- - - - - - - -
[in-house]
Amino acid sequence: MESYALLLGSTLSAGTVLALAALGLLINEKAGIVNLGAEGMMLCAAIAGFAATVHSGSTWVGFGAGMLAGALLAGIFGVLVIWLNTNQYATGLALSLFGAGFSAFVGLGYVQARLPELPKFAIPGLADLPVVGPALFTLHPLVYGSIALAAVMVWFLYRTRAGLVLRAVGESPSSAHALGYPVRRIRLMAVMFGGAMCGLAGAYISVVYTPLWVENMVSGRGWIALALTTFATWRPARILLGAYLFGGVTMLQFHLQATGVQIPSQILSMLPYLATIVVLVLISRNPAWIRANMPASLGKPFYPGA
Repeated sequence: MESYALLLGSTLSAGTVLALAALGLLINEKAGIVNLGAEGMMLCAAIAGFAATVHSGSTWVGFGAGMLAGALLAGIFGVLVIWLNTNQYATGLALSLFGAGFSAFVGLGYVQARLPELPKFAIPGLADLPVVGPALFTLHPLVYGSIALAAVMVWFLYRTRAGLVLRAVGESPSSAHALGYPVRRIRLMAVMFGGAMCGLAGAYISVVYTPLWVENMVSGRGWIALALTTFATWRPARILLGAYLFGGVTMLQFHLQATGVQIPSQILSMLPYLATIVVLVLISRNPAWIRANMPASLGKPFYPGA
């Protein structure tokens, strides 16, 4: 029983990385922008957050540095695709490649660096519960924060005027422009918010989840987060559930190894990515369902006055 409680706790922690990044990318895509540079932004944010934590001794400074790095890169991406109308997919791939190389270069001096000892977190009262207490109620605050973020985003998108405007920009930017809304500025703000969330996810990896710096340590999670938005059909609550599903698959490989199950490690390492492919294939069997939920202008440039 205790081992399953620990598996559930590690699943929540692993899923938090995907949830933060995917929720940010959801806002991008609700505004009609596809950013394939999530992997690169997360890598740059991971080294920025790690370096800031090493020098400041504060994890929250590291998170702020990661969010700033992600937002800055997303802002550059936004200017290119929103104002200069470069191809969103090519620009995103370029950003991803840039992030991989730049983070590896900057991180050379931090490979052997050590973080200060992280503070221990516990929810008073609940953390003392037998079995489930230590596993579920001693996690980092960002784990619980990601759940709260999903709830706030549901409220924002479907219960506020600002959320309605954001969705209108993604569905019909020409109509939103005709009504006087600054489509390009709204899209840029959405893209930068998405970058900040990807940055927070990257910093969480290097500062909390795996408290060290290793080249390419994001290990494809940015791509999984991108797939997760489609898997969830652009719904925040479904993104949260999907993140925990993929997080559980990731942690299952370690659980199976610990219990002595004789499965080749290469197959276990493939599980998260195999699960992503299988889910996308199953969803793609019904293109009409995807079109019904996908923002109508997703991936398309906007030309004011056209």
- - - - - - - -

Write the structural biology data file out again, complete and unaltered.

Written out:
[in-house]
Amino acid sequence: MESYALLLGSTLSAGTVLALAALGLLINEKAGIVNLGAEGMMLCAAIAGFAATVHSGSTWVGFGAGMLAGALLAGIFGVLVIWLNTNQYATGLALSLFGAGFSAFVGLGYVQARLPELPKFAIPGLADLPVVGPALFTLHPLVYGSIALAAVMVWFLYRTRAGLVLRAVGESPSSAHALGYPVRRIRLMAVMFGGAMCGLAGAYISVVYTPLWVENMVSGRGWIALALTTFATWRPARILLGAYLFGGVTMLQFHLQATGVQIPSQILSMLPYLATIVVLVLISRNPAWIRANMPASLGKPFYPGA
Repeated sequence: MESYALLLGSTLSAGTVLALAALGLLINEKAGIVNLGAEGMMLCAAIAGFAATVHSGSTWVGFGAGMLAGALLAGIFGVLVIWLNTNQYATGLALSLFGAGFSAFVGLGYVQARLPELPKFAIPGLADLPVVGPALFTLHPLVYGSIALAAVMVWFLYRTRAGLVLRAVGESPSSAHALGYPVRRIRLMAVMFGGAMCGLAGAYISVVYTPLWVENMVSGRGWIALALTTFATWRPARILLGAYLFGGVTMLQFHLQATGVQIPSQILSMLPYLATIVVLVLISRNPAWIRANMPASLGKPFYPGA
């Protein structure tokens, strides 16, 4: 029983990385922008957050540095695709490649660096519960924060005027422009918010989840987060559930190894990515369902006055 409680706790922690990044990318895509540079932004944010934590001794400074790095890169991406109308997919791939190389270069001096000892977190009262207490109620605050973020985003998108405007920009930017809304500025703000969330996810990896710096340590999670938005059909609550599903698959490989199950490690390492492919294939069997939920202008440039 205790081992399953620990598996559930590690699943929540692993899923938090995907949830933060995917929720940010959801806002991008609700505004009609596809950013394939999530992997690169997360890598740059991971080294920025790690370096800031090493020098400041504060994890929250590291998170702020990661969010700033992600937002800055997303802002550059936004200017290119929103104002200069470069191809969103090519620009995103370029950003991803840039992030991989730049983070590896900057991180050379931090490979052997050590973080200060992280503070221990516990929810008073609940953390003392037998079995489930230590596993579920001693996690980092960002784990619980990601759940709260999903709830706030549901409220924002479907219960506020600002959320309605954001969705209108993604569905019909020409109509939103005709009504006087600054489509390009709204899209840029959405893209930068998405970058900040990807940055927070990257910093969480290097500062909390795996408290060290290793080249390419994001290990494809940015791509999984991108797939997760489609898997969830652009719904925040479904993104949260999907993140925990993929997080559980990731942690299952370690659980199976610990219990002595004789499965080749290469197959276990493939599980998260195999699960992503299988889910996308199953969803793609019904293109009409995807079109019904996908923002109508997703991936398309906007030309004011056209």